How did American popular culture change in the 1930s?

Background Information

  1. Despite the Great Depression ‘s devastating impact on many Americans, the 1930s witnessed the emergence of many influential cultural trends. Literature, arts, music, and cinema of the period became vehicles for establishing and promoting what would be presented as truly American traditions and values.
  2. Many New Deal programs were established to support artists, writers, musicians, and theatre professionals. Projects funded through these programs were often seen as serving an important mission of bringing culture and arts to the masses.
  3. The 1930s came to be known as the “golden age” of Hollywood. Many popular low-budget and epic expensive movies that reached the status of classic were produced during the period.
  4. The Motion Picture (or Hollywood) Production Code of 1930 forbade certain subjects from being addressed or portrayed in film.
  5. The 1930s were also a very important and productive decade for American literature.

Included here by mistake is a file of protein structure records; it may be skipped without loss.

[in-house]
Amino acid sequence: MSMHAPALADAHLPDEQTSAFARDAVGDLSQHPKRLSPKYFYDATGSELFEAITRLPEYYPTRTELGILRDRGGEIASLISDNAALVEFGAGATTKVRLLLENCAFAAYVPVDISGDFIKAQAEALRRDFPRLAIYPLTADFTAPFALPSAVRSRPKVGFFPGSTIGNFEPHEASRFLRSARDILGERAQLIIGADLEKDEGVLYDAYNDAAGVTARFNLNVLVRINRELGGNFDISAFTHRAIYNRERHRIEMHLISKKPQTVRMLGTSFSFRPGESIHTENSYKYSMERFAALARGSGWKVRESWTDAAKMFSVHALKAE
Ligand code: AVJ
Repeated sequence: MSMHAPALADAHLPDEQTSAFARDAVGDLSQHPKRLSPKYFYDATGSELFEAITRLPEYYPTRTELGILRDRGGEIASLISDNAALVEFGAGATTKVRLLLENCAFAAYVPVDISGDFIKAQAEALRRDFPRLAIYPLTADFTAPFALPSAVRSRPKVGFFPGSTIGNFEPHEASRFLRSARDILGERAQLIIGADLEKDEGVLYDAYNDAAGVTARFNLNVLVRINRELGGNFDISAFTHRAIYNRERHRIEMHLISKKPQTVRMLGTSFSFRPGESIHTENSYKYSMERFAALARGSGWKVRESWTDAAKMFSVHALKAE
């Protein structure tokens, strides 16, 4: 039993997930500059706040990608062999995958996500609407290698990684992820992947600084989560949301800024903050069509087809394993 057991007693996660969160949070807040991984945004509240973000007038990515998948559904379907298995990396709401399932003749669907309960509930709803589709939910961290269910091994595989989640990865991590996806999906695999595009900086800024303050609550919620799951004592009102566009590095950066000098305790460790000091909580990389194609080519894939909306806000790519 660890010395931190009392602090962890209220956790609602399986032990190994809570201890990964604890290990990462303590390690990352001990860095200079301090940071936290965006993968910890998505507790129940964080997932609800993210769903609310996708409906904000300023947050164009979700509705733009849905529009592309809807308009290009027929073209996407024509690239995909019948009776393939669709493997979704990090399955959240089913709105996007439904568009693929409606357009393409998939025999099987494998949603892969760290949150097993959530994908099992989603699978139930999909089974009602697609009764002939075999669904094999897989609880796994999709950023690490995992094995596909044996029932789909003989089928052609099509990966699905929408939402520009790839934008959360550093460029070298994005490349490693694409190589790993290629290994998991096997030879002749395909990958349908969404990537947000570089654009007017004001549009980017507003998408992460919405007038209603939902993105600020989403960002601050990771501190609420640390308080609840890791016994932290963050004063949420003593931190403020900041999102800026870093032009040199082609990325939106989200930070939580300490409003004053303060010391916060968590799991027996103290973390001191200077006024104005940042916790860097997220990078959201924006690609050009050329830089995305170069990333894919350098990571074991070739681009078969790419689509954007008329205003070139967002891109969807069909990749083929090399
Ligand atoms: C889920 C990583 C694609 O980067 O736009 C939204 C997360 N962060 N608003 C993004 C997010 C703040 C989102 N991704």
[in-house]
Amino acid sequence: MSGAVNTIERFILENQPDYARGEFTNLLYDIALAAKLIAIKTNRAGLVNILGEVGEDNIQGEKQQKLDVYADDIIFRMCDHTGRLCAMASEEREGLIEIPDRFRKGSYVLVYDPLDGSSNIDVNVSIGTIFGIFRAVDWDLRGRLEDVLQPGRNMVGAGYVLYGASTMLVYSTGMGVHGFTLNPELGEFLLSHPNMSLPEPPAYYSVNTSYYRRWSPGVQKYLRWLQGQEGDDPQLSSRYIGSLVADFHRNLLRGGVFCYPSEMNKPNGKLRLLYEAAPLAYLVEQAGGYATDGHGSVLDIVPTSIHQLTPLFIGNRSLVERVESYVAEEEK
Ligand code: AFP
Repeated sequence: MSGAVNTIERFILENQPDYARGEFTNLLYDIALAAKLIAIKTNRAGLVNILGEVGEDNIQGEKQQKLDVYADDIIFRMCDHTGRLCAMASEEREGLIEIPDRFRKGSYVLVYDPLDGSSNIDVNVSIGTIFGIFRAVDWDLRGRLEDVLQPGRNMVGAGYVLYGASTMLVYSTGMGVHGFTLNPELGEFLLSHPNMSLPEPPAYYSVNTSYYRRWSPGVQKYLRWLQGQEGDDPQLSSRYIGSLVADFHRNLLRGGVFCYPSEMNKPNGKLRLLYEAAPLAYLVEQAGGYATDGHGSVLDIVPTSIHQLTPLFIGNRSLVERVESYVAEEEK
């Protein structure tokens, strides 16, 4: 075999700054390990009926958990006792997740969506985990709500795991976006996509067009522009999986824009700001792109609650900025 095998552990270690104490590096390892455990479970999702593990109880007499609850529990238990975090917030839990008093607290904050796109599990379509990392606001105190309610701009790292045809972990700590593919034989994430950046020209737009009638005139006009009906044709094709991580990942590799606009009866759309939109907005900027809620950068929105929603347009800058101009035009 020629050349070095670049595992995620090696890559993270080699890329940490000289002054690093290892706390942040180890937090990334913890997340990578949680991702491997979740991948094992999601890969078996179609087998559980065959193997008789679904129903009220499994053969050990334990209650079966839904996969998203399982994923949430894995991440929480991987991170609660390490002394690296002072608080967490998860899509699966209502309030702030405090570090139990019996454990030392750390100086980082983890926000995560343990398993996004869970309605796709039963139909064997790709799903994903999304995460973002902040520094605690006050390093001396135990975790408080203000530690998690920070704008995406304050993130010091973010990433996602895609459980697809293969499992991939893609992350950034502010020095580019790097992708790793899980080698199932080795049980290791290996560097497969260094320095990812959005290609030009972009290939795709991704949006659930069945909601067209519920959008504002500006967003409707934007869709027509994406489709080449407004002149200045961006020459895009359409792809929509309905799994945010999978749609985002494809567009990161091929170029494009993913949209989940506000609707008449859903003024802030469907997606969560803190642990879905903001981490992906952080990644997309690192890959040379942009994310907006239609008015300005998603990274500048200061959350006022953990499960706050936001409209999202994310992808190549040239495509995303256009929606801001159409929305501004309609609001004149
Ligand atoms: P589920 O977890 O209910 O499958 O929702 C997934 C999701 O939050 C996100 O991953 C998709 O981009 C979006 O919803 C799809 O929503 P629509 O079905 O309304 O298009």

How did American popular culture change in the 1930s?, figure 1

1930s Popular Culture ran up against the Great Depression. At times they clashed, at times they drew upon each other. American art in this period was increasingly influenced by working-class perspectives, and art in many cases became an escape from the problems of the Depression. Government funding played a role in this, as the WPA (see below) used some New Deal money to pay for art.

Literature, Comics, Movies, Radio and the Arts

Literature

The Great Depression produced some of the greatest works in American literature. Writers focused on blunt and direct representation of American life and offered social criticism, coming often from the perspective of leftist political views. John Steinbeck (1902–1968) became the quintessential author of the era. He often wrote about poor, working-class people and their struggle to lead a decent and honest life. The Grapes of Wrath, considered his masterpiece. Other popular novels include Tortilla Flat, Of Mice and Men,_ Cannery Row_, and East of Eden. Steinbeck was awarded the Nobel Prize in Literature in 1962.